A couple of weeks ago when I was in Bulgaria, I had the pleasure of spending a little bit more time with my two nieces. The older one is at an age where she begins to question the world around her, her critical reasoning is developing and she is starting to appreciate that things are more complicated than she might have thought.
My niece only needed one week with me to teach me some very important life rules that I will try to live by from now on.
Lesson 1: Never ever try to explain the stone age to a 4 year old. She is now at this age where she asks "why?" whatever you say. So after 30 minutes of playing the "why" game, I found myself trying to summarize the complex plot of the Flintstones. And then I somehow found myself explaining how years and years ago people didn't have proper houses but they lived in caves. Her response: "Why?" Well, people didn't know back then how to build houses. "Why?" Well, they just didn't. "But why, why couldn't they build houses -- like this, it is easy!", she said putting her two palms above her head which I immediately recognized as the international kid sign for "roof." So yeah, I had to distract her with a story about princesses to get her off the topic of the Stone Age. Just try to avoid it if you can, ok? I figure it is more like a 5 year old topic.
Lesson 2: Always make time in your day for some play.
If people around you are not as committed to your play schedule as you want them to be, change their mind by repeating "why?" no less than 300 times irrespective of the answer they give you.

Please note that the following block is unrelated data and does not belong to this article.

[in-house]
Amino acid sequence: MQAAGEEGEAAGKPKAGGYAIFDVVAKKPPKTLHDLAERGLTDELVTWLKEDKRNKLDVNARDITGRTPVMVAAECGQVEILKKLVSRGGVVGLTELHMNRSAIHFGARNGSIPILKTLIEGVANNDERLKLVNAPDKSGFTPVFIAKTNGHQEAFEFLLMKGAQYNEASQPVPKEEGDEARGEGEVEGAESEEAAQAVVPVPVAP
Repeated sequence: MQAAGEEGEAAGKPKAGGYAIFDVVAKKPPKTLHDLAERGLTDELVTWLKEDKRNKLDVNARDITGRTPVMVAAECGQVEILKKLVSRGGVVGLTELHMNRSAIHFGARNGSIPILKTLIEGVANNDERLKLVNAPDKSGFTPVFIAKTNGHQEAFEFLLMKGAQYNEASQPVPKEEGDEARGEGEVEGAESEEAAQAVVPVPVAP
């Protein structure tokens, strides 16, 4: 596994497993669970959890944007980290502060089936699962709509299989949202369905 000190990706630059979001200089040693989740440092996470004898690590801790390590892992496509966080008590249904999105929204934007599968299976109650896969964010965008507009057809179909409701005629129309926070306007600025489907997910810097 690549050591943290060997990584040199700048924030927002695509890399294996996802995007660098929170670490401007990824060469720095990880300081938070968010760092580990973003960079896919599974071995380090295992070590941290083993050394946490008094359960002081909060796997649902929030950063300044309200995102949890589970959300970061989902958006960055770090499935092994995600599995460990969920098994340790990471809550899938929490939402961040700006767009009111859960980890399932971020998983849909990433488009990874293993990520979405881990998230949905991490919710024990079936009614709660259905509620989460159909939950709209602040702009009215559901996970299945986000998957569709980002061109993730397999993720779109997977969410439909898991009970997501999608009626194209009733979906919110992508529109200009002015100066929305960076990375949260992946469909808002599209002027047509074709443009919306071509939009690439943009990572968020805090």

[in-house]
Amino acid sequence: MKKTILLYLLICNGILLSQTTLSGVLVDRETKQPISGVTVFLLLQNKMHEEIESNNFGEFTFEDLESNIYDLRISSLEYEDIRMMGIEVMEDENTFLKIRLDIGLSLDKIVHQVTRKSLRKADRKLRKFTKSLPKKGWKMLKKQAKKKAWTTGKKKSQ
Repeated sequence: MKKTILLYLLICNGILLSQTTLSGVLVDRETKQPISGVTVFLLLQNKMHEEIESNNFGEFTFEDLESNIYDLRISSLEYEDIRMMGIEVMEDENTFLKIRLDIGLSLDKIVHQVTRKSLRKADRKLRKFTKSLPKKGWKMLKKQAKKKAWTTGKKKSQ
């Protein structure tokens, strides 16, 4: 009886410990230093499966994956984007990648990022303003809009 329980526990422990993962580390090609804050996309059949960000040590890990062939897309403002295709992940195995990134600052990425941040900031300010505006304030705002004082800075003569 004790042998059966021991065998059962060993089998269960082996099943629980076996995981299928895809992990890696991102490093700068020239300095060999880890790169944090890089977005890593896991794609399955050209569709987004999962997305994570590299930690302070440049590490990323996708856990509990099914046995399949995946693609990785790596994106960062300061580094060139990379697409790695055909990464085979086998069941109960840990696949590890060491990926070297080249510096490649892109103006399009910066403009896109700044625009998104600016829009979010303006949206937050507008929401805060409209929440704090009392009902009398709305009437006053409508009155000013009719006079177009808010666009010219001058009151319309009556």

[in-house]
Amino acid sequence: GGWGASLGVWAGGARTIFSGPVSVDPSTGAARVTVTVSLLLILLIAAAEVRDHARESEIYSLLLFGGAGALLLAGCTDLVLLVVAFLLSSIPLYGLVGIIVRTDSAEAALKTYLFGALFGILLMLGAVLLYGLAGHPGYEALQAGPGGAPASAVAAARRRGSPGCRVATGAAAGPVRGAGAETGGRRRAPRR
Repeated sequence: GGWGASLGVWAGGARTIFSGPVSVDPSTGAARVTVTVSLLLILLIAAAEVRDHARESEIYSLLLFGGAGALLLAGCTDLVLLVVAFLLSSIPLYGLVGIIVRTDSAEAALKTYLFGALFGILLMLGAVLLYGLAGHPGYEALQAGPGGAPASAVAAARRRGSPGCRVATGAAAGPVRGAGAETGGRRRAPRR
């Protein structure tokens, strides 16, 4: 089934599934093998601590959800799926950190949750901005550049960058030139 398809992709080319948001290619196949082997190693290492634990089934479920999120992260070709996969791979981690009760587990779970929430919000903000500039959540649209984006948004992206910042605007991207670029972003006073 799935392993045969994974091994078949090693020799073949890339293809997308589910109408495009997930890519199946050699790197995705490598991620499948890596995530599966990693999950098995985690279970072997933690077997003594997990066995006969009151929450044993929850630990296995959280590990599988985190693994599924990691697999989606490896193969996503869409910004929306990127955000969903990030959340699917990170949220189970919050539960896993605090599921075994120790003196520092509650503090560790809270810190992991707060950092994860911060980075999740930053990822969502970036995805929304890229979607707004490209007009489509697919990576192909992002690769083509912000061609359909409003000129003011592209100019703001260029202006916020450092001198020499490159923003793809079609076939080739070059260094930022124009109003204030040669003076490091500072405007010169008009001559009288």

Lesson 3: Take pleasure in the little things in life.
Really, look around you and squeal with joy every time you see something moving, especially if it is sleazy and auntie runs away when you try to give it to her.
Lesson 4: Always make sure that you are surrounded by your friends. If you can color coordinate their outfits, make them kiss and marry every hour on the hour and bring them with you everywhere, all the better.
Lesson 5: When you cannot figure out the answer to a difficult question (like "Mommy, what would happen to all of the stuffed animals when all the people die? Will all the stuffed animals be bored because they will have no one to play with?"), just let it go. Knowing the answer is probably not that important anyway. Brush the difficult question away because really, "all the people will die far in the future, like in a couple of weeks, so I don't have to think about this now." Ah, my niece already reminds me of Scarlet O'Hara -- "I will not think about this now, I will think about it tomorrow"....or you know, in a couple of weeks.
More life lessons to come soon...
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